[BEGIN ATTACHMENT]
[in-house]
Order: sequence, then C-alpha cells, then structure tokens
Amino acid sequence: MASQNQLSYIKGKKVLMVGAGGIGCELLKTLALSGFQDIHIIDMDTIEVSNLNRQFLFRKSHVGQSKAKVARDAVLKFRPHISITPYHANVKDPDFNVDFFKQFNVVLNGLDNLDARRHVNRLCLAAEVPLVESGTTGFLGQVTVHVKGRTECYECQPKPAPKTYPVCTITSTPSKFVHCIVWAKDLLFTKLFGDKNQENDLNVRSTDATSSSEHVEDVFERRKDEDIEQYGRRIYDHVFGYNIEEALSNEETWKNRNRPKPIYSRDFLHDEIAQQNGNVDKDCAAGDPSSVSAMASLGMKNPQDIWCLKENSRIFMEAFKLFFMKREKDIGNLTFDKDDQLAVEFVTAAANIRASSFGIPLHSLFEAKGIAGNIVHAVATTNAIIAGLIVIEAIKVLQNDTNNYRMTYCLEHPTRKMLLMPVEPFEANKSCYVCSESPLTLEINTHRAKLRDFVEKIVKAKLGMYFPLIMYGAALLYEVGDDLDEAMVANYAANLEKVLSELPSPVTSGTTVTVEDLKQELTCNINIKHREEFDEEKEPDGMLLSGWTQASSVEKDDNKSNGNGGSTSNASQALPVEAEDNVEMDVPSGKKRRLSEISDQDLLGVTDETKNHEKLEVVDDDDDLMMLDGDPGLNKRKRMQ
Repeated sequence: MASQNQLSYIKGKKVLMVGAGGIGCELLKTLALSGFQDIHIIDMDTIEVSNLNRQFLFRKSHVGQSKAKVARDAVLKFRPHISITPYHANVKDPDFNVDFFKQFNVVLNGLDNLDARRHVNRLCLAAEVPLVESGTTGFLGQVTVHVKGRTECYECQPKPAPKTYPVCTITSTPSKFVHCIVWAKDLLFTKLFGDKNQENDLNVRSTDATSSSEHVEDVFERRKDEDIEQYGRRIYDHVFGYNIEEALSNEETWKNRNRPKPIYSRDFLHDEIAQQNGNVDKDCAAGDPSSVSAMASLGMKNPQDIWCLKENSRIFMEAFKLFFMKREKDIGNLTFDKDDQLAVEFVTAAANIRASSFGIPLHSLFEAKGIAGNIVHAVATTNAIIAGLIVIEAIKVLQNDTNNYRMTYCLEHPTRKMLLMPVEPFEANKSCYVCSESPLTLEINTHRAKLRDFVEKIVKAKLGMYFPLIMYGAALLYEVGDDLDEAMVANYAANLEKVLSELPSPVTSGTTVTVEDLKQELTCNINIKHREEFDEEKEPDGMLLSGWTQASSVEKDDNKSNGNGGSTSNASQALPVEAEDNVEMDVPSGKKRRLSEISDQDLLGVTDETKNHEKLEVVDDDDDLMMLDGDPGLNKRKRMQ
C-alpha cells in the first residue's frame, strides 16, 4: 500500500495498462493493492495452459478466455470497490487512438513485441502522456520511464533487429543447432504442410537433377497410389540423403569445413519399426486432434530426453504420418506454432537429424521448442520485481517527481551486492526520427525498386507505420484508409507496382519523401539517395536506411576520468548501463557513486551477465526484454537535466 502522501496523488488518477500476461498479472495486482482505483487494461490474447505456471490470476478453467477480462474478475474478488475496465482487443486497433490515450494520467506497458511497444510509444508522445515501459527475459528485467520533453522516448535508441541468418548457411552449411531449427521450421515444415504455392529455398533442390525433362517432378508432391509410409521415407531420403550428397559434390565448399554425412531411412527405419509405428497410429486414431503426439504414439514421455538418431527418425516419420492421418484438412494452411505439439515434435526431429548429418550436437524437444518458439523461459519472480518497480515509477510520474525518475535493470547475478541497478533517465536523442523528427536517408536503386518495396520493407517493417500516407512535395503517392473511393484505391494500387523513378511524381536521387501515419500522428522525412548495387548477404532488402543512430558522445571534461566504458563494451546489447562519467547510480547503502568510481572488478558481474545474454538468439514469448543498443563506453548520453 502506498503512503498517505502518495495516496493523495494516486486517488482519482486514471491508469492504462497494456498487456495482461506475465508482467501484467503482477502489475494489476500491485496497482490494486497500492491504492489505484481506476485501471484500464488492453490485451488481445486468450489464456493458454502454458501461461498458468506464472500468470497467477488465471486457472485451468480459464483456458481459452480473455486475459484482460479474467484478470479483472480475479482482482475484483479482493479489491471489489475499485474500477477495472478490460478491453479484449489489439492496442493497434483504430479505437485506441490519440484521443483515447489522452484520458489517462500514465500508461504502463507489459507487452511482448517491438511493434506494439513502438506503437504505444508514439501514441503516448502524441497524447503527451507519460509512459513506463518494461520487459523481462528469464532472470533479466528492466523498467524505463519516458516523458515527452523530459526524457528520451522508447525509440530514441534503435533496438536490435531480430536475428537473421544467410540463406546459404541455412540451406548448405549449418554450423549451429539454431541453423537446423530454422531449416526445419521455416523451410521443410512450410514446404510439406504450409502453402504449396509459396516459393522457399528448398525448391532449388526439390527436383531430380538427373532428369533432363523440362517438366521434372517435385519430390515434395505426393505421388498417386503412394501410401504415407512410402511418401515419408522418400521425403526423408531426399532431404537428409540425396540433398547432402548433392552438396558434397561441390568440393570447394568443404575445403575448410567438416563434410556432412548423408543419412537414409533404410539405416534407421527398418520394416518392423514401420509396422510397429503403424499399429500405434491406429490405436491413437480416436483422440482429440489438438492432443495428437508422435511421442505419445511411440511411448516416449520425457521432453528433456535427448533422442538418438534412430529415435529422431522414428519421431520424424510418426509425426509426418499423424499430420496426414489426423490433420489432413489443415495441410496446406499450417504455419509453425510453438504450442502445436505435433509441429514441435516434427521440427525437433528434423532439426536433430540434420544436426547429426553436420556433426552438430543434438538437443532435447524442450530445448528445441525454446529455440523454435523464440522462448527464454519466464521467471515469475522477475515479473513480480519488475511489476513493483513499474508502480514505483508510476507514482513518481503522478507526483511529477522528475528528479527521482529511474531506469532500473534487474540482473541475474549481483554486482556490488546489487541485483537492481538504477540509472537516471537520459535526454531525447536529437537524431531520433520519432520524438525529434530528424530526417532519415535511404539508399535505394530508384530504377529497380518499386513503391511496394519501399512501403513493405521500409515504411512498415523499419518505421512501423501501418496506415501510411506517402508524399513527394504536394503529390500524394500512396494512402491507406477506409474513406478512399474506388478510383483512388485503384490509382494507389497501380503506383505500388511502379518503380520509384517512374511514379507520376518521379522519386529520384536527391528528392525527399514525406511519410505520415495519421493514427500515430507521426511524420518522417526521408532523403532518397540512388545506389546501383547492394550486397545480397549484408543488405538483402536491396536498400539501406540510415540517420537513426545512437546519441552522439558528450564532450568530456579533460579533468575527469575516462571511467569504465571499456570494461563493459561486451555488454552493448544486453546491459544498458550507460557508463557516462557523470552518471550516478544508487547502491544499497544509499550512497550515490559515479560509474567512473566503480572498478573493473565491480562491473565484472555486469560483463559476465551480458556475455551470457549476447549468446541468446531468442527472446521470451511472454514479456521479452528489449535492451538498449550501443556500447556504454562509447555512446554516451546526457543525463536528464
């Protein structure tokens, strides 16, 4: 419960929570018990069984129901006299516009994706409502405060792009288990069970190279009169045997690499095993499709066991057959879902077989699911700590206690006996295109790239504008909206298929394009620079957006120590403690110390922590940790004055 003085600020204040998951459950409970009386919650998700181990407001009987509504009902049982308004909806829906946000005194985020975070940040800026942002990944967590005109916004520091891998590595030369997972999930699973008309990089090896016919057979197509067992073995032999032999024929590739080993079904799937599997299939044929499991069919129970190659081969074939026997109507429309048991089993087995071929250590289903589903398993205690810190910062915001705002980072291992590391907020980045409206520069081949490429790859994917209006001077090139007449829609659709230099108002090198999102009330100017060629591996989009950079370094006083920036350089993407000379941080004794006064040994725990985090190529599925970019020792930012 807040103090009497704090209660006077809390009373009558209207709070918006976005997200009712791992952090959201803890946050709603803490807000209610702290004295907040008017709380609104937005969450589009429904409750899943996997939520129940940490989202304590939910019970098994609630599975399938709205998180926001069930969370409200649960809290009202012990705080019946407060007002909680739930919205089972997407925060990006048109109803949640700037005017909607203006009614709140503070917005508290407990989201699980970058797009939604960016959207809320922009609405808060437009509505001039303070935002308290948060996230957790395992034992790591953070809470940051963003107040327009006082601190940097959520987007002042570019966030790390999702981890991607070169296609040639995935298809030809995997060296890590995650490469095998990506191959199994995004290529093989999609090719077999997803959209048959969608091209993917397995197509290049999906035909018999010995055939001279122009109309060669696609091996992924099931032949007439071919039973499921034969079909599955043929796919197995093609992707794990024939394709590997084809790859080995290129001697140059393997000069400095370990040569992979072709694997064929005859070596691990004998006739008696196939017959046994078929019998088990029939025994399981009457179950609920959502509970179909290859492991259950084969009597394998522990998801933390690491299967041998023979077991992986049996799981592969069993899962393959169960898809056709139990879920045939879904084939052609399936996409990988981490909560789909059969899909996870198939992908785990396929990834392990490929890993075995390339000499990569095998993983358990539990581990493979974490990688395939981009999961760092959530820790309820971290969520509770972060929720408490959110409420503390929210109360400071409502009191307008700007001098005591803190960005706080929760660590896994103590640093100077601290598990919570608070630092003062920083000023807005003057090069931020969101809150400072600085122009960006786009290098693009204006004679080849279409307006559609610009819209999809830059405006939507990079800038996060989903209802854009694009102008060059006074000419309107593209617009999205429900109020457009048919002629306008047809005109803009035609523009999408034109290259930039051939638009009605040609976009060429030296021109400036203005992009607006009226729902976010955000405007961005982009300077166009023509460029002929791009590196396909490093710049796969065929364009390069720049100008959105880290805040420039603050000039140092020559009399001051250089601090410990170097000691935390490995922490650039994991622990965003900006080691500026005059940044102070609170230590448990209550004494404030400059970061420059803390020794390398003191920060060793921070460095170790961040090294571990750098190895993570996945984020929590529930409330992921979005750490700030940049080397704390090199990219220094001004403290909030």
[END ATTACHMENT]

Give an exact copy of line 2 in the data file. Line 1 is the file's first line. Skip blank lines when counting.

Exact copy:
Order: sequence, then C-alpha cells, then structure tokens